People have used HONEY to soothe sore throats and tame cough for years. Usually in conjunction with tea and/or lemon. It can simple be added to hot brewing tea or just plain hot water and lemon juice. Don't forget to let it cool first. When your throat is sore, don't drink anything very hot or cold. Room temperature is always best. Lots of room temperature water is good, too. You still need to keep yourself hydrated.

OK, here's your homework. I haven't tried this one yet, but plan to within the hour. Give it a spin, let me know what you think:


2 cups V8 Juice, 2-3 cloves Garlic crushed (use more if you can), 2 T Lemon Juice, 1/4 tsp cayenne pepper. Mix and heat in a pan or in the microwave. Sip slowly and re-warm as needed to get the full effects of the fumes. Let it sit in the back of your throat to bathe it. Suck the fumes through your sinuses and also down into your lungs. Its all natural and healthy, so drink as much of it as you want or need until you are SURE the cold/flu is gone. This is past the time when you "feel better."

There you have it. Putting our herbs to work as they are intended. And now I'm going to go pour that tea.

Monday, September 14, 2009

Giant Puffball

The Giant Puffball (Calvatia gigantea)is something to look forward to finding while on an almost-fall walk. These edible mushrooms cook up creamy-centered, soaking up flavorings, rewarding the lucky hiker with a delicious meal.

It likes to grow in fields, meadows and deciduous forests, maturing quickly once it emerges in late summer and early fall. It is common throughout the country.

This particular specimen has been growing rapidly near the cabin, where I've been able to keep an eye on it. I used my flip-flop for scale, and estimate the puffball weighed about 2 pounds. It was clear white, no dark areas on the surface. The "cracking" was caused by it's rapid growth over the past four days.

The large white mushrooms are only edible when young. To distinguish giant puffballs from other species, they must be cut open; edible puffballs will have a solid white interior. Some similar mushrooms can have the white interior but also may have the silhouette of a cap-type mushroom on the interior when cut open. These are usually young cap-type mushrooms and may be poisonous.

If you are lucky enough to spot a small puffball as it emerges, you can also gauge it's safety by it's growth pattern. I never consider picking a puffball until it is well over grapefruit size. The smaller sizes can often be the young cap-type, so waiting is one easy pre-test of specimen. A matter of hours can make the difference between a firm white edible mushroom, or a ball of spores that can be dangerous to breathe. A gentle thump should sound solid, not "hollow", and a gentle palpation should feel solid. The true test of edibility is cutting it open. Firmly solid white inside is the criteria.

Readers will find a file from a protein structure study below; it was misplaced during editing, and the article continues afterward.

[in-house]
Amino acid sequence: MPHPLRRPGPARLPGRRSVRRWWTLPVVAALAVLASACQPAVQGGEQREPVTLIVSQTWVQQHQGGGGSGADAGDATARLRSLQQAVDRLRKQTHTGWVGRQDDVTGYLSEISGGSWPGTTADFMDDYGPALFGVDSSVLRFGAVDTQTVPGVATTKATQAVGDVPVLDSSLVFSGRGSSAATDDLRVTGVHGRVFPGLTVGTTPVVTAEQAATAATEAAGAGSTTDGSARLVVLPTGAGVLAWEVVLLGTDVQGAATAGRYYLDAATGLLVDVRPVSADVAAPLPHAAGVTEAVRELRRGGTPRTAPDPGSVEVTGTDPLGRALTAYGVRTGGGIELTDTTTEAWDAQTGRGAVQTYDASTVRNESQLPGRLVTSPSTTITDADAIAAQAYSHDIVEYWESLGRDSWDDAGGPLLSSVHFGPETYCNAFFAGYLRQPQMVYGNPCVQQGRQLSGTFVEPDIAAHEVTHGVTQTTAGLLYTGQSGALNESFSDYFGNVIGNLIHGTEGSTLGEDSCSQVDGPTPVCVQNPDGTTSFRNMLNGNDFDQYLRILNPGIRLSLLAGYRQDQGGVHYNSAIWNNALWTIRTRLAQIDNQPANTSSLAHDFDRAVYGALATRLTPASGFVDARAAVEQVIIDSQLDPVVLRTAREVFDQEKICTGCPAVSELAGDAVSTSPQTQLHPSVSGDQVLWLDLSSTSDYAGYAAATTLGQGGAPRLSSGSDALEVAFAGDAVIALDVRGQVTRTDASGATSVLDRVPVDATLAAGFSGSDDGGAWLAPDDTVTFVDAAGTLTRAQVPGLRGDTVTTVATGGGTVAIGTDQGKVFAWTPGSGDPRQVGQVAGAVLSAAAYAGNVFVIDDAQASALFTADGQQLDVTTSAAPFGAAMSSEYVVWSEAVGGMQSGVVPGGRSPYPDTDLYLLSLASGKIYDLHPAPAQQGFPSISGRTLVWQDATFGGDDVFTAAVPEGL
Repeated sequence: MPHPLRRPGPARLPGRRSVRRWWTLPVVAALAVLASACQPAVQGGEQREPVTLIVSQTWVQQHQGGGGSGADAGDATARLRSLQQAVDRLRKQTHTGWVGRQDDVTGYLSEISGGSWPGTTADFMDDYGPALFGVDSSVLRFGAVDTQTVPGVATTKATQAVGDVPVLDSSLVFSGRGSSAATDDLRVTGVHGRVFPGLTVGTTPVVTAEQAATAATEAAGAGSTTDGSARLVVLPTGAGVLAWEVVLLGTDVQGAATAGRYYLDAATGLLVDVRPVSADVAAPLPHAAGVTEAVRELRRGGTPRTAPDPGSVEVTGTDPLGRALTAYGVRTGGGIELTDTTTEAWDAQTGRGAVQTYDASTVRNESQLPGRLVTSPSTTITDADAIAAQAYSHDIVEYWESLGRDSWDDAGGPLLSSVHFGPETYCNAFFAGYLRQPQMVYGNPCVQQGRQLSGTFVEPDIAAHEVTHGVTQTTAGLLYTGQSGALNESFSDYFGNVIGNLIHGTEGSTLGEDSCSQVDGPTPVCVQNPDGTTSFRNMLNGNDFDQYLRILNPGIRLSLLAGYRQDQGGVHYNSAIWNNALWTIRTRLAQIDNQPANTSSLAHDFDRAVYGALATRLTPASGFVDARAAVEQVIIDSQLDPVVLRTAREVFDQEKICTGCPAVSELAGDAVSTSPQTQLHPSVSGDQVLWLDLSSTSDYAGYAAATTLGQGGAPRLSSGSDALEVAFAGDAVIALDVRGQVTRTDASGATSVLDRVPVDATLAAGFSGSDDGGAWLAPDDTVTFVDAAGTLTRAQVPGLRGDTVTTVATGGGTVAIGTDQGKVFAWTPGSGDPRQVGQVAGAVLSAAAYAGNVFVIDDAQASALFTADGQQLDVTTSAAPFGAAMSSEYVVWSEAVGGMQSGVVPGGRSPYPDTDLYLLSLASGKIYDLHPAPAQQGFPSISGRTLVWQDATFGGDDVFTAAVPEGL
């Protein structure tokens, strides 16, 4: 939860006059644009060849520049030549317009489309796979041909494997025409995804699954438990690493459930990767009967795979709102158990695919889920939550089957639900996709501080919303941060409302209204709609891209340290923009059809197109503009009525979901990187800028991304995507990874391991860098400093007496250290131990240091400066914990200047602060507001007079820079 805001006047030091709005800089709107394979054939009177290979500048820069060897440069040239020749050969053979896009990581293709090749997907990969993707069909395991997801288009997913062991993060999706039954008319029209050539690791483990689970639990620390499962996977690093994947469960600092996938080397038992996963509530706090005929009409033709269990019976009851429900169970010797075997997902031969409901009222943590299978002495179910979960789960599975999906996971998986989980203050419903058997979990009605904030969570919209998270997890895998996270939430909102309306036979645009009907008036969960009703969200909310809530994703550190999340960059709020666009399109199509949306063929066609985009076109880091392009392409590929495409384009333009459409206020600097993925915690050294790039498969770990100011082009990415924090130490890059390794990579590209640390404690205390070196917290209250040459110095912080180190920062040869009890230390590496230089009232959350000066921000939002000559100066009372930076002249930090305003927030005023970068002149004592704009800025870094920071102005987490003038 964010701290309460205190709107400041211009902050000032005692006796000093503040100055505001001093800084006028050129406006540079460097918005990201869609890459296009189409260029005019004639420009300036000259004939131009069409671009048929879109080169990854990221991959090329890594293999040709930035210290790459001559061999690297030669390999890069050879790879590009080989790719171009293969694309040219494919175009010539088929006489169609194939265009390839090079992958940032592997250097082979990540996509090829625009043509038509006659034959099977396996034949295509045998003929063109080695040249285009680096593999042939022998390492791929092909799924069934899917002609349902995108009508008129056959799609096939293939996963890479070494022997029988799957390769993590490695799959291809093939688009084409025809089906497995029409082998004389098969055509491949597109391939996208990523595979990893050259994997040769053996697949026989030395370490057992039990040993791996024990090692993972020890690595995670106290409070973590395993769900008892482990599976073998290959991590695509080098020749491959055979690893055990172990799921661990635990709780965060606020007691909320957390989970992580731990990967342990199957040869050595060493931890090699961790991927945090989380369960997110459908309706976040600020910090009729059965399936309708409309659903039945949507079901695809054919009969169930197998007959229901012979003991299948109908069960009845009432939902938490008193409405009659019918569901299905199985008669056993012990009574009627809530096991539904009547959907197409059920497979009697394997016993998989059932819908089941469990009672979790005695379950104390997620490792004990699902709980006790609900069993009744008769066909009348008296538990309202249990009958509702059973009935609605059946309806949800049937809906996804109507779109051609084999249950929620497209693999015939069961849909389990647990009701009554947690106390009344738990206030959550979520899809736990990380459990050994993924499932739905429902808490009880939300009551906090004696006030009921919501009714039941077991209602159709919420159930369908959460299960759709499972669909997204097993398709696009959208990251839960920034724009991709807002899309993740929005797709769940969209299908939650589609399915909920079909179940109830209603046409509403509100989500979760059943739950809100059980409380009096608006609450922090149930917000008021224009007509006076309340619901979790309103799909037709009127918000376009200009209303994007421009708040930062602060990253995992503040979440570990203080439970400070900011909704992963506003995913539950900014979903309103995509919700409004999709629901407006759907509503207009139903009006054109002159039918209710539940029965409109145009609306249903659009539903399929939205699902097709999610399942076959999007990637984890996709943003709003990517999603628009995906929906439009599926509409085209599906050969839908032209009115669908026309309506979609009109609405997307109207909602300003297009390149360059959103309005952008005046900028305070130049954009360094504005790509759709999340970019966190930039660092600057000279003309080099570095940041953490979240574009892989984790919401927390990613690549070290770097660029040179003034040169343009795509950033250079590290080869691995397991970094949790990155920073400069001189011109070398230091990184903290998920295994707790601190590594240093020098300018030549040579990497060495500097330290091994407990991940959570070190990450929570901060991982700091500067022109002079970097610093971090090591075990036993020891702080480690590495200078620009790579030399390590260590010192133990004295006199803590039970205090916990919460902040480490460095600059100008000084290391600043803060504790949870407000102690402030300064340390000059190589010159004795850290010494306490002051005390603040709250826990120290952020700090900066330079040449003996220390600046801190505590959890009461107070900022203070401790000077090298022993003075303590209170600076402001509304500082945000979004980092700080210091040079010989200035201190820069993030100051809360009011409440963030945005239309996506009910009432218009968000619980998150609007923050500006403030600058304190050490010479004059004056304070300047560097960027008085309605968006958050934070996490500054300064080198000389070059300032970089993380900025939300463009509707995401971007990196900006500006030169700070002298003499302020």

The puffball should be used immediately after harvest. The interior is almost "fluffy", reminding me of marshmellow without the stickiness. When it ripens, the interior becomes greenish-yellow with millions of spores. It is then inedible.

This specimen was at a neighboring booth at the Farmer's Market. The vendor said it was growing in the edge of the woods across from his house. He picked four nice puffballs that morning, to bring to the market. At $1 each, they were easily the cheapest mushrooms around. Unless you go out and find your own!

That's not a canteloupe he's holding. It's a Giant Puffball. The surface color was beginning to be mottled, a sign of impending spores inside. Sure enough, by the time I got it home, it was over 2/3 spores already.

But nowhere NEAR as "giant" as this one, brought to the Market the following week by the same vendor (and elderly fellow, looks like he's at least 93!). Everyone had questions about it, the most frequent being "How much do you think it weighs?" (or "What is THAT???) So he put it on the neighboring vendor's scale, where it proved to be a 12-pounder - that's a lot of mushroom! Jayden was amazed...

All members of the true puffball family are considered edible, but be sure to cut the young ones open to make sure there are no gills hidden inside.

Some claim the meat tastes very similar to tofu or melted cheese when cooked. It can be crisp outside, and creamy inside. To prepare, remove any brown portions and tough skin, which usually peels off easily if the mushroom is young. Do not soak in anything. Brush off any debris or dirt at the base, where it grows from a single thin stem.
Puffballs may be sauteed, broiled, or breaded and fried; they do not dehydrate well, but may be cooked and then frozen. They readily absorb flavors, but a light hand is required to keep from overwhelming the delicate woodsy flavor.

I shared the treasure and gift of this incredible edible mushroom with some friends and family. Slices and cubes were sauteed in olive oil and butter, seasoned with a dash of rosemary and other herbs, splashed with some marsala - a pre-fall treat fit for any countrywoman's dinner table!